2017 Bureau of Labor Statistics Occupational Illness Rates by Industry – Surprising
Workers; Compensation Illness by Industry Rates shows which industries had the highest rates of occupational illness.
Occupational illnesses are defined by the BLS as:
BLS considers an occupational illness to be any abnormal condition or disorder—other than a case resulting from an instantaneous event or exposure—that is caused by an exposure to factors associated with employment.
Please note this does not include injuries by accident. The subject becomes convoluted as some states workers’ compensation systems consider some illnesses to be accidents and vice-versa. For now, let us stick with the BLS definition.
The table below comes from the BLS’s most recent release. Yes, the data covers a year in the past. However, the numbers have such a breadth and depth that lagging behind one year would be expected for such a massive data collection and reporting task. Compiling and stratifying the data must be quite an enormous undertaking.
The Occupational Illness by Industry Rates Table
The BLS table ranks the Top 20 as:
|Light truck and utility vehicle manufacturing (Private industry)||233.1|
|Animal (except poultry) slaughtering (Private industry)||199.2|
|Automobile manufacturing (Private industry)||131.8|
|Police protection (State government)||93.7|
|Farm management services (Private industry)||89.6|
|Glass container manufacturing (Private industry)||87.4|
|Beet sugar manufacturing (Private industry)||85.5|
|Seafood product preparation and packaging (Private industry)||83.1|
|Dried and dehydrated food manufacturing (Private industry)||82.0|
|Amusement and theme parks (Private industry)||81.2|
|Meat processed from carcasses (Private industry)||81.1|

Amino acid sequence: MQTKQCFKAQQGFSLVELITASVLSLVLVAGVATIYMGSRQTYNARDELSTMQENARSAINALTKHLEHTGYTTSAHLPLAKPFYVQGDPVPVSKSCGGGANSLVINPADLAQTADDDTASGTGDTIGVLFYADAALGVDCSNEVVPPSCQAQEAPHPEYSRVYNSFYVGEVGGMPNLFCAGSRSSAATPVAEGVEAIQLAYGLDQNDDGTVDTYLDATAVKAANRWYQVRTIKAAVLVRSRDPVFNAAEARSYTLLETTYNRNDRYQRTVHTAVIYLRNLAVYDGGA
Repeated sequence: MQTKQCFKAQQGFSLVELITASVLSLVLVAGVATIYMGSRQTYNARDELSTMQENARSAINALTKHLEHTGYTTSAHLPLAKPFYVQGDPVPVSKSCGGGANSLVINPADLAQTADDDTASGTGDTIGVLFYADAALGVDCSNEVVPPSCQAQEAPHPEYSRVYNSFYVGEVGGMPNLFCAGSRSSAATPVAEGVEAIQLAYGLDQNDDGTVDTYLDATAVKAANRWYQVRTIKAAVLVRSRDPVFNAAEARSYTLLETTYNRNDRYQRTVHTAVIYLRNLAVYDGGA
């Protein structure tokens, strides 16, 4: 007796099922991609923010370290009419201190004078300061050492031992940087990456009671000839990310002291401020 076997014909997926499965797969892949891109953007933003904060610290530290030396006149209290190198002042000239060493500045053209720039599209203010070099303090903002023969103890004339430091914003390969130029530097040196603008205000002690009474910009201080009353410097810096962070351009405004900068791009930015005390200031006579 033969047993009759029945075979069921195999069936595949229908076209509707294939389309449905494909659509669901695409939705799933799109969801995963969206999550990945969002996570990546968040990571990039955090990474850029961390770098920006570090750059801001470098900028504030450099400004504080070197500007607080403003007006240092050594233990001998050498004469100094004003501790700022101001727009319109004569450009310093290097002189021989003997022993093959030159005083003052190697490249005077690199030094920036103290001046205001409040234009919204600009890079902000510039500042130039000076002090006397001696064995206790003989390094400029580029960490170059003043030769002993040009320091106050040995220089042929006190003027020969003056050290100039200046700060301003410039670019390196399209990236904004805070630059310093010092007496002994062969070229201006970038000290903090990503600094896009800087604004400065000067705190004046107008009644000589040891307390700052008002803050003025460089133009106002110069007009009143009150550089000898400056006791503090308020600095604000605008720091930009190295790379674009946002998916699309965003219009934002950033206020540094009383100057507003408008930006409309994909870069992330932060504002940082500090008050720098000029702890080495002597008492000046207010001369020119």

|Correctional institutions (State government)||81.0|
|Nonferrous forging (Private industry)||79.9|
|Ambulance services (Private industry)||78.4|
|Poultry processing (Private industry)||77.6|
|Aircraft manufacturing (Private industry)||76.0|
|Footwear manufacturing (Private industry)||70.5|
|Soil preparation, planting, and cultivating (Private industry)||69.6|
|Motor home manufacturing (Private industry)||69.3|
|Iron foundries (Private industry)||68.6|
|Polish and other sanitation good manufacturing (Private industry)||59.2|
|Ship building and repairing (Private industry)||57.9|
|Metal can manufacturing (Private industry)||57.0|
|Motor vehicle gasoline engine and engine parts manufacturing (Private industry)||54.4|
|Hospitals (Local government)||53.8|
Please note that I excluded the NAICS numbers. The formula for figuring out these BLS-calculated rates is:
- The incidence rates represent the number of illnesses per 10,000 full-time equivalent workers and were calculated as: (N/EH) x 20,000,000, where N = number of illnesses EH = total hours worked by all employees during the calendar year
- 20,000,000 = base for 10,000 equivalent full-time workers (working 40 hours per week, 50 weeks per year)
The BLS included only higher rate industries. As a statistics person, I would say that is a great cut-off point. Any industries with less than 500 recordable cases were excluded to remove any skewing by small data sets. The data sets were categorized using the NAICS system.
The comparison also excluded farms with fewer than 11 employees.
Examining The Table
The industries that stood out as ones with surprisingly high illness rates:
- Glass container manufacturing
- Beet sugar manufacturing
- Dried and dehydrated food manufacturing
- Amusement and theme parks
- Footwear manufacturing
I will check with our OSHA Consultant Glen on why those industries have higher rates. Approximately 10 years ago, I looked at the same information. As I remember, hospitals were the number one public entity illness exposure.
Welding is one job task that always seems to cause a higher rate of illness.
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